President Donald Trump confronted his defense secretary, Mark Esper, after the Pentagon chief publicly opposed the idea of deploying the military to contain protests, according to people familiar with the matter.
Separately, the president later asked top advisers if they thought Esper could still be effective in his position, two people familiar with the discussions said Wednesday night.
At a news conference in the afternoon, the president’s press secretary, Kayleigh McEnany, tiptoed around whether Esper’s job was safe, saying only that he remained in his post.
Neither the White House nor the Pentagon immediately responded to requests for comment on Wednesday night.
Esper met with Trump in the Oval Office after telling reporters at the Pentagon that using active-duty military forces to perform law enforcement within the U.S. is “a matter of last resort” and that the National Guard was better suited to the task.
On Monday, Trump had threatened to send military forces to cities and states that fail to quell violence spiraling from protests over the death in Minneapolis last week of a black man in police custody.
The defense chief also appeared to back away from his boss by saying that while he knew he would be joining Trump to walk into Lafayette Square in front of the presidential residence Monday, he was not aware of specific plans, including what would happen when the group reached St. John’s Episcopal Church.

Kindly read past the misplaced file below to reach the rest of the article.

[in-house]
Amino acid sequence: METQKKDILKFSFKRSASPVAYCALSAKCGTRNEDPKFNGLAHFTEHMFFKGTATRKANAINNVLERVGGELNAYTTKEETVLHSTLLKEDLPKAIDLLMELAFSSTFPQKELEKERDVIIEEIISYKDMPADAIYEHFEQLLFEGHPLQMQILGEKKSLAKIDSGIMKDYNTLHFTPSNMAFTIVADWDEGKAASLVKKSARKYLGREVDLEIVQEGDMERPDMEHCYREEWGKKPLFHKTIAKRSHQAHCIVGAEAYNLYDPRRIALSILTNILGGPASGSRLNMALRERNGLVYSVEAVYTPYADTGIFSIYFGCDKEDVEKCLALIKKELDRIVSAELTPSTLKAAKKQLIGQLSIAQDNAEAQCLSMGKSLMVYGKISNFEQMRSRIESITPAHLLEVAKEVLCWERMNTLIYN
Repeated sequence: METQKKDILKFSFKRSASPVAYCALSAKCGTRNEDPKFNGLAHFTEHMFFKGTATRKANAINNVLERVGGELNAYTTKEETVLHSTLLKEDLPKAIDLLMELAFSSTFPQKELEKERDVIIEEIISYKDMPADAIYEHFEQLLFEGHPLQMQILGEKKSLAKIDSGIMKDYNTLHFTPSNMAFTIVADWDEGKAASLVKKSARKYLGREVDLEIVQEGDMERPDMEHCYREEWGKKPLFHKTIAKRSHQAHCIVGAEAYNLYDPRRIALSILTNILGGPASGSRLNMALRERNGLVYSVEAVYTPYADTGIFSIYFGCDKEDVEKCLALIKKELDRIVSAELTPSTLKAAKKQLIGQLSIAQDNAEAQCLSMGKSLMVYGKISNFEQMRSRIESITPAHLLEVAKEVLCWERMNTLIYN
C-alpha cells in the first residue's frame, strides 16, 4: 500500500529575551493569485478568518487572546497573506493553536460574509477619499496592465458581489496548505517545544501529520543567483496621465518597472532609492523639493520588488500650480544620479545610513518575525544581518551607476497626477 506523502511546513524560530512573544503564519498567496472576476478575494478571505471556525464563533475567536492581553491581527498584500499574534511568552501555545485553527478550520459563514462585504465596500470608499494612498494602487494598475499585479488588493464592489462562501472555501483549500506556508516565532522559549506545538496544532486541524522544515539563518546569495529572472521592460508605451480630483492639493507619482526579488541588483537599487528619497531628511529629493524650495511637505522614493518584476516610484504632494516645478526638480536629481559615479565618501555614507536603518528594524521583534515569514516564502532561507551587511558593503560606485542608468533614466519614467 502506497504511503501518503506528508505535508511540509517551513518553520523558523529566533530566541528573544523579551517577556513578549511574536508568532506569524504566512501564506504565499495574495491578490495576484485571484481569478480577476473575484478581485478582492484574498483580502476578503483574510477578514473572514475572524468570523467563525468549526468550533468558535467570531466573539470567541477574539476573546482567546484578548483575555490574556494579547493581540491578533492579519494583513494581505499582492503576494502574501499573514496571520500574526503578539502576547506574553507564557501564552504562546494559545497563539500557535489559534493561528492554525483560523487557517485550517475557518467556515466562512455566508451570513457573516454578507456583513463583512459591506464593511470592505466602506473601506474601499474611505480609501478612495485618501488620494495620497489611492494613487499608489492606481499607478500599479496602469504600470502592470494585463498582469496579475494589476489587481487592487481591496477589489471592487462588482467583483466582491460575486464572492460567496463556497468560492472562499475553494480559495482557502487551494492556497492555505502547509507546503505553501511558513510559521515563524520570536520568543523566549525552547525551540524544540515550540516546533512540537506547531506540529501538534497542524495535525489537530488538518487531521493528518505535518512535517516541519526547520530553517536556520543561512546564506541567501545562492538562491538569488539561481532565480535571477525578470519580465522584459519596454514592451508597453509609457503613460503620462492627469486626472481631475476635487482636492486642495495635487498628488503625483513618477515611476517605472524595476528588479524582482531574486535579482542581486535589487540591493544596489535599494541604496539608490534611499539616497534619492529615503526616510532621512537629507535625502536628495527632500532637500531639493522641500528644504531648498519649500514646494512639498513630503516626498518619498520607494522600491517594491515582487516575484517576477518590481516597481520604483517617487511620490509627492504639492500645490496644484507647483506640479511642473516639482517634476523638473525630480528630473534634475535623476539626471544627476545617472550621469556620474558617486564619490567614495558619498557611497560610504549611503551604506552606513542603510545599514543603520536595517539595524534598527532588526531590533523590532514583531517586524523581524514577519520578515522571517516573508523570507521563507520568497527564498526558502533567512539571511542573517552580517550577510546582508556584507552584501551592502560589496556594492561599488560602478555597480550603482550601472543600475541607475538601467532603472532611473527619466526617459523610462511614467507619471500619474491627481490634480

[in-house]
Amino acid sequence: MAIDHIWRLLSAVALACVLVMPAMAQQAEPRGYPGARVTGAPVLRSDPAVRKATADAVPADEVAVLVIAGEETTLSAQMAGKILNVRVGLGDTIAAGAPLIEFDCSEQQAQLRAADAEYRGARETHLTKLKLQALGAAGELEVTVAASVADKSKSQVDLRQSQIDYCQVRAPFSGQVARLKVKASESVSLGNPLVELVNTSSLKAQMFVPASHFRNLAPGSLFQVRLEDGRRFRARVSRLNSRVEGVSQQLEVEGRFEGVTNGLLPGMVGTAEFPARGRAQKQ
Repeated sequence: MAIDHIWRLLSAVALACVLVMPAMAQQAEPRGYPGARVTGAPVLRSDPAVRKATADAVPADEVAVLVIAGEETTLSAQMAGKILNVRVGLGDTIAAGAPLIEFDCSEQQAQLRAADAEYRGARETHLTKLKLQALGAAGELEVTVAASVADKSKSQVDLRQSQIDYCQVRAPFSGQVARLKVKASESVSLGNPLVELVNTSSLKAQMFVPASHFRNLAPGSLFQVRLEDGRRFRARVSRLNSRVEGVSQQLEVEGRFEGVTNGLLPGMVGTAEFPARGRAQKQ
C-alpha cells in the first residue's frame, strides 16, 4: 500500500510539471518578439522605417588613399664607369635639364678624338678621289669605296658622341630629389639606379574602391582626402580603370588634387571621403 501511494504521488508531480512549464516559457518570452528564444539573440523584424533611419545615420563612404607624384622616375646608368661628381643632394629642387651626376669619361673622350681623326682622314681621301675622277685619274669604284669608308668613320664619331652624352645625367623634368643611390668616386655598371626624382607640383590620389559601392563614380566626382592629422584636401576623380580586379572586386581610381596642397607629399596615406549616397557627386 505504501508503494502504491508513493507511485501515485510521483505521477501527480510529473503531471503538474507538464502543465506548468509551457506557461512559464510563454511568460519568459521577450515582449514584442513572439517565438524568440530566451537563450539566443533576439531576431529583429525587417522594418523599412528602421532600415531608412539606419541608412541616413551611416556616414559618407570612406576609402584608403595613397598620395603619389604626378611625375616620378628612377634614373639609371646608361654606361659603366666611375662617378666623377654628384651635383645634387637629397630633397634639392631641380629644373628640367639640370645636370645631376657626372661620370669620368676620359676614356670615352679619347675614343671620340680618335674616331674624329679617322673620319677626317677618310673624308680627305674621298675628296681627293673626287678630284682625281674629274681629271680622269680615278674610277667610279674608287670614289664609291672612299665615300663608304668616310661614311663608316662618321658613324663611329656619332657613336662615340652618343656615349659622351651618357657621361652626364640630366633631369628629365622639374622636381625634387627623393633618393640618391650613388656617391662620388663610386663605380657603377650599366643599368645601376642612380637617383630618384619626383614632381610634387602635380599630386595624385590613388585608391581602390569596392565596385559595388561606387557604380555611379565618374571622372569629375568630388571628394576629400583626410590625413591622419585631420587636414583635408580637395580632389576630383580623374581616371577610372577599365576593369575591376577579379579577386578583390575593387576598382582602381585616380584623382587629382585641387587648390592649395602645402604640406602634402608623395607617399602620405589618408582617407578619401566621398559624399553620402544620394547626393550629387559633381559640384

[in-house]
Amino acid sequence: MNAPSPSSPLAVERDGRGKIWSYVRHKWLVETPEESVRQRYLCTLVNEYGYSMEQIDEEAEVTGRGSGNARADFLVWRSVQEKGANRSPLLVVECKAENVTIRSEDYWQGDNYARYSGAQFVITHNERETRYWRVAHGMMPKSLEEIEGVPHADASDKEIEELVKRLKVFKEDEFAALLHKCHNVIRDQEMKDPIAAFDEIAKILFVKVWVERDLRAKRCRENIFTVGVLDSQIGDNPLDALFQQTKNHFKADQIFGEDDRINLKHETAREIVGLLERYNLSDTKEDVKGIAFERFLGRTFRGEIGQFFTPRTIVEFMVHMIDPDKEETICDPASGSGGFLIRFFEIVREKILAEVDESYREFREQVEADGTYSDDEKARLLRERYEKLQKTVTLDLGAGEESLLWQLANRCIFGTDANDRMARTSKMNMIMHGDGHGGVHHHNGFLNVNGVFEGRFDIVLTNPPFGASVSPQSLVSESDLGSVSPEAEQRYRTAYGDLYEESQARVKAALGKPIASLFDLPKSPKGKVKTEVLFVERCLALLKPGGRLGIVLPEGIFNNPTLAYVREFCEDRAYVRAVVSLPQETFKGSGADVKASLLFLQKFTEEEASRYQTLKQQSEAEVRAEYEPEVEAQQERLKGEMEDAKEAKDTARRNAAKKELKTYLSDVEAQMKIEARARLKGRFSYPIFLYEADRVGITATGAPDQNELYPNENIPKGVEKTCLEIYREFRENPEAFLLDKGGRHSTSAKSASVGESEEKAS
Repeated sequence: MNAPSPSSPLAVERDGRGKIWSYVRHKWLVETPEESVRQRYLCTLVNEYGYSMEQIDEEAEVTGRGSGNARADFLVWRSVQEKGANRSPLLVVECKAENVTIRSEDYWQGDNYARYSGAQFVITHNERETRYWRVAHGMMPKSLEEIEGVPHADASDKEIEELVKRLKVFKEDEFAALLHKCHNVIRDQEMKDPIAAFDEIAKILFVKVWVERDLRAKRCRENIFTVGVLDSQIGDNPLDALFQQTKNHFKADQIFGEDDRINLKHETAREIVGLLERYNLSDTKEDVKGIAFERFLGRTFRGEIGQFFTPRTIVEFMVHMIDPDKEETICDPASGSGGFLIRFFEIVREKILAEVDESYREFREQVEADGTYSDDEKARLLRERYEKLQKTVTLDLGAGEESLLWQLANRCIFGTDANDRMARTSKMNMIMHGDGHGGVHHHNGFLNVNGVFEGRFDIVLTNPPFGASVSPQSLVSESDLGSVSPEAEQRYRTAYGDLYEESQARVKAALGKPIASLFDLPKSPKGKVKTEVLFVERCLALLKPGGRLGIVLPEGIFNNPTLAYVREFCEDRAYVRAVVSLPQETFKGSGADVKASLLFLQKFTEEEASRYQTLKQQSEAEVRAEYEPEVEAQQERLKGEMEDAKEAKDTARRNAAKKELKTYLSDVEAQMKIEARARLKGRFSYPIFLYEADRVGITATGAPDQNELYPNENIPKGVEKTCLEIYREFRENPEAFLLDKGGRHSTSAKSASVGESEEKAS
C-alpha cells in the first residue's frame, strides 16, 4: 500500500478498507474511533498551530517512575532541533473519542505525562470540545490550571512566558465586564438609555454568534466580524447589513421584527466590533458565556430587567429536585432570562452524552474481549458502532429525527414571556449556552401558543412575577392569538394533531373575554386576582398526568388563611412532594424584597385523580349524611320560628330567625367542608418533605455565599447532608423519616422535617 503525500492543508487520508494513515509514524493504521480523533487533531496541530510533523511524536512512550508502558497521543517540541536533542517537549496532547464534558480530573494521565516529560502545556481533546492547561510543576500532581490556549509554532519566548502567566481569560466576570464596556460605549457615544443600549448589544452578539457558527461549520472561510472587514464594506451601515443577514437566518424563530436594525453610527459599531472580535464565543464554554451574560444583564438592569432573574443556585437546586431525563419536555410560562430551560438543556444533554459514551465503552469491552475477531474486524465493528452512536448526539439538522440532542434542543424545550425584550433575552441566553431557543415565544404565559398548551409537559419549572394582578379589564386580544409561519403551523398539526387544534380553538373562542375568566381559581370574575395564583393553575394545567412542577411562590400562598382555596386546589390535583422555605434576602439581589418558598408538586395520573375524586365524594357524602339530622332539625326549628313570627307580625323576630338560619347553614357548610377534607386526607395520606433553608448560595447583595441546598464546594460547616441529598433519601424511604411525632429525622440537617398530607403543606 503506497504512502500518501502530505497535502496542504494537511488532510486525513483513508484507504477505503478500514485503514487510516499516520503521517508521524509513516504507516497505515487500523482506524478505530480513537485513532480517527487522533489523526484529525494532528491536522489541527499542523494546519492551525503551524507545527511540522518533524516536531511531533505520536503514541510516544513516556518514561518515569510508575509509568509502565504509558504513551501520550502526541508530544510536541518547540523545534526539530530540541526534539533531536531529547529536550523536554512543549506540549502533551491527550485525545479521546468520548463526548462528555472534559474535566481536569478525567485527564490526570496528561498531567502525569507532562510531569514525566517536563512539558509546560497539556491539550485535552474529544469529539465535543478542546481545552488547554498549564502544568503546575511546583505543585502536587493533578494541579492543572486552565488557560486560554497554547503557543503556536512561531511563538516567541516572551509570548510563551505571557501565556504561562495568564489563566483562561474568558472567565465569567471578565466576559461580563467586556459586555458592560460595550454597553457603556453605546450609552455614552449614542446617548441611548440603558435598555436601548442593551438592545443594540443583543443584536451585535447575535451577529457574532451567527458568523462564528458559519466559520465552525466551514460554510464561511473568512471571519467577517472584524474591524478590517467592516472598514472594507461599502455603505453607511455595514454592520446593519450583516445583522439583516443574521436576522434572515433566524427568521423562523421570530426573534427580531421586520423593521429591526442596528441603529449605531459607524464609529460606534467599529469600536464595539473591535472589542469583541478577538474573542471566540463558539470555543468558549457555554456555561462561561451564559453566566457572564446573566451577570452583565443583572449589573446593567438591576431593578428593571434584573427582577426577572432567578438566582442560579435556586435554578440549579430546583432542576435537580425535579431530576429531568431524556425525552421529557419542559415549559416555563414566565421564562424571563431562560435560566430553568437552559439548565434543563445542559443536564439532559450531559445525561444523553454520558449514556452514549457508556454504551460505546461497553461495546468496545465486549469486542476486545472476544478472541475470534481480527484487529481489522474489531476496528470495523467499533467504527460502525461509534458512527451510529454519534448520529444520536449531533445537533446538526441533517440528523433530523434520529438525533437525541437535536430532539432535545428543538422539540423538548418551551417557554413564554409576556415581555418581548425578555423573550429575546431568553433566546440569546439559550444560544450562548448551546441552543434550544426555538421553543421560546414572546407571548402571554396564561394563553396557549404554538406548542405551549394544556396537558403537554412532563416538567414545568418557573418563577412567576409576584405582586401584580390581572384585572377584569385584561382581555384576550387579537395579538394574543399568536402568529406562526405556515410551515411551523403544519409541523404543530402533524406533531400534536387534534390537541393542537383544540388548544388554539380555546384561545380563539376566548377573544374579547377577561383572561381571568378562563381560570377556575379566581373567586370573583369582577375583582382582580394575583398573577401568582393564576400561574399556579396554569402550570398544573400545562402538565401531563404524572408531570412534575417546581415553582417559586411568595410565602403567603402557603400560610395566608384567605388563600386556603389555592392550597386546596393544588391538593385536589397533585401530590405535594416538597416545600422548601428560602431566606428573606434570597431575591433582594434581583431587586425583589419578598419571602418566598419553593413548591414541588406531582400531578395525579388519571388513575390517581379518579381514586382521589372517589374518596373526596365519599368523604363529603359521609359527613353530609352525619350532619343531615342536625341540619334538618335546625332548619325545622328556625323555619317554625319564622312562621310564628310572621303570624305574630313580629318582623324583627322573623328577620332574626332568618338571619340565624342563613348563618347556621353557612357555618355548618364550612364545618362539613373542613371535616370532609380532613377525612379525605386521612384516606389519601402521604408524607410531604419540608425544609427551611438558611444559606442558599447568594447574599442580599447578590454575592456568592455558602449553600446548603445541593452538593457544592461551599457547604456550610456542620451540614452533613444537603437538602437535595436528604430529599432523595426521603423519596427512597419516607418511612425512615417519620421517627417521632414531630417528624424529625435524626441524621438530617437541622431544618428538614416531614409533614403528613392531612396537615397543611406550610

Trump has been criticized by religious leaders and Democrats, as well as some Republicans and former military officials, for the visit to the historic church, where he stood briefly holding up a Bible after security forces cleared peaceful protesters from the area using pepper balls and smoke cannisters.
Esper said at the Pentagon on Wednesday that he thought he would be reviewing damage in the plaza and at the church, but wasn’t briefed on a specific plan since he was called back to the White House after heading toward a command center at the Department of Justice.
“I did know we were going to the church. I did not know a photo op was happening,” Esper said.
His remarks generated irritation at the White House, where three Trump aides who asked not to be identified said the secretary should have moderated his comments to draw less of a distinction with the president.
Later Wednesday, a blistering denunciation of Trump by his first defense secretary, Jim Mattis, was published by The Atlantic.
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